Vocabulary Numbers for Mess Kettles ( Rum Fannies ).

4 Gallon Rectangular  

    52739    

1 1/2 Gallon Round

    52745    

Messdeck rum issue from the '1 1/2 Gallon' fanny.
( The image below left, is reproduced by kind permission of Mr David Ayres - 'Argentem' - Flickr ).

The term 'Fanny' originates from 1867 and the Admiralty's first attempts to introduced tinned meat into the service, replacing salted meat, stored in a cask.

Around the same time, a young lady named Fanny Adams had been murdered and reportedly cut up.

Jack, ever the humourist, regarded the tinned meat with great suspicion, but the name stuck!

'4 Gallon', Steel, rectangular fanny.                                 '1 1/2 Gallon', Steel, round fanny.

The 'rum fanny' would be taken by the mess 'rum bosun' to the place of issue. There, the number of 'tots' required for his mess would be measured from the 'grog tub' and poured into his 'fanny', the 'rum bosun' returning to the mess to distribute the tot to the mess members. 

( A 'tot' being 1 1/2 gill of grog ).

The image left shows the rum issue in a messdeck.

The 'Rum Bosun', having just measured and drank his tot. The '1 1/2 Gallon' round fanny being used in this particular mess.

A large mess may require a '4 Gallon' rectangular fanny, all depends on the number of mess members.

Rum fannies may have been polished on the outside, but the inside would never have been cleaned.

One or more, '4 Gallon' fanny's containing water would be taken to the grog tub, the water used for mixing with the days allowance of rum, to make grog.

A little water may have been kept back to place into the tub after the grog issue was completed, to keep the timbers wet.

An even earlier variant exists in the photographic record, made of steel, shown in the image below left.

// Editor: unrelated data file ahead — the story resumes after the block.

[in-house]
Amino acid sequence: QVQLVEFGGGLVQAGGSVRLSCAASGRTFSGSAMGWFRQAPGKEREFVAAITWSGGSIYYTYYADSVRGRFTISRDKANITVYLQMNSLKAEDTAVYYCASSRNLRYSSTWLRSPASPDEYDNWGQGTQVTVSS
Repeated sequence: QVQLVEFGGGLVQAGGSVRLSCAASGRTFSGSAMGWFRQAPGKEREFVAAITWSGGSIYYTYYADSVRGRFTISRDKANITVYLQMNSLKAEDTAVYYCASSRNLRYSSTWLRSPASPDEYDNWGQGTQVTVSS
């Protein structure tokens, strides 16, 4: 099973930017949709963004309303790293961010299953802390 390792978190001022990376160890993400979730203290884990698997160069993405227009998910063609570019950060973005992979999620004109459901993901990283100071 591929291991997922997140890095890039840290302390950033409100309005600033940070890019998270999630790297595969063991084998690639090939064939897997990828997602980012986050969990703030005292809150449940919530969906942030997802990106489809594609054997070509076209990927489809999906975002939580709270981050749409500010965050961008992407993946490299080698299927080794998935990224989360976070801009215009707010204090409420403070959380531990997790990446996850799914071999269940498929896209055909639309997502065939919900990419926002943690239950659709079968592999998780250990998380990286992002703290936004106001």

The image below right shows a round fanny made of steel, without a lid. I would guess from the same period.

Each of the two fannies below has a brass tally attached stating 'Royal Navy No XXXX Mess', where the mess name/number could be stamped into the tally.


( The image below left, is reproduced by kind permission of Mr David Bond - bonds-nautical-antiques.co.uk ).
Reinforced '4 Gallon', aluminium fanny.                                 Base section of '4 Gallon' fanny, left.   

Photographic records suggest that 'Fannies' of the type shown above, came into service in the early 1950's, exact date unknown to me.

Prior to the type shown above, the '4 Gallon' variant shown below, was in use, as far as I am aware, there is not a '1 1/2 Gallon' Fanny of similar construction.

The body of the Fanny is reinforced, as the handle bracket extends from one side of the pot, under the base to the other, it is riveted at several points.

The 'long side' of the Fanny' is reinforced also, forming a cross on the base, as can be seen in the image below right.

'4 Gallon' Rum Fanny.                                                        '1 1/2 Gallon' Rum Fanny.

The image above shows the '4 Gallon' and '1 1/2 Gallon' Mess Kettles.

The bodies and lids of both sizes are constructed from heavy gauge aluminium, the carrying handles are made of steel, as are the lid lifting handles of the '4 Gallon' fanny.

The official name for both items, given in the Admiralty Victualling Manual, is 'Mess Kettle', however the term 'fanny' is used with most recepticles.

Mess Kettles were used for a variety of tasks in the RN, the ones used for the rum issue being known to 'Jack' as 'Rum Fannies'.

 

 'Four Gallon' rectangular and 'One and a Half Gallon' round, Royal Navy 'Mess Kettles' - ( Rum Fannies ).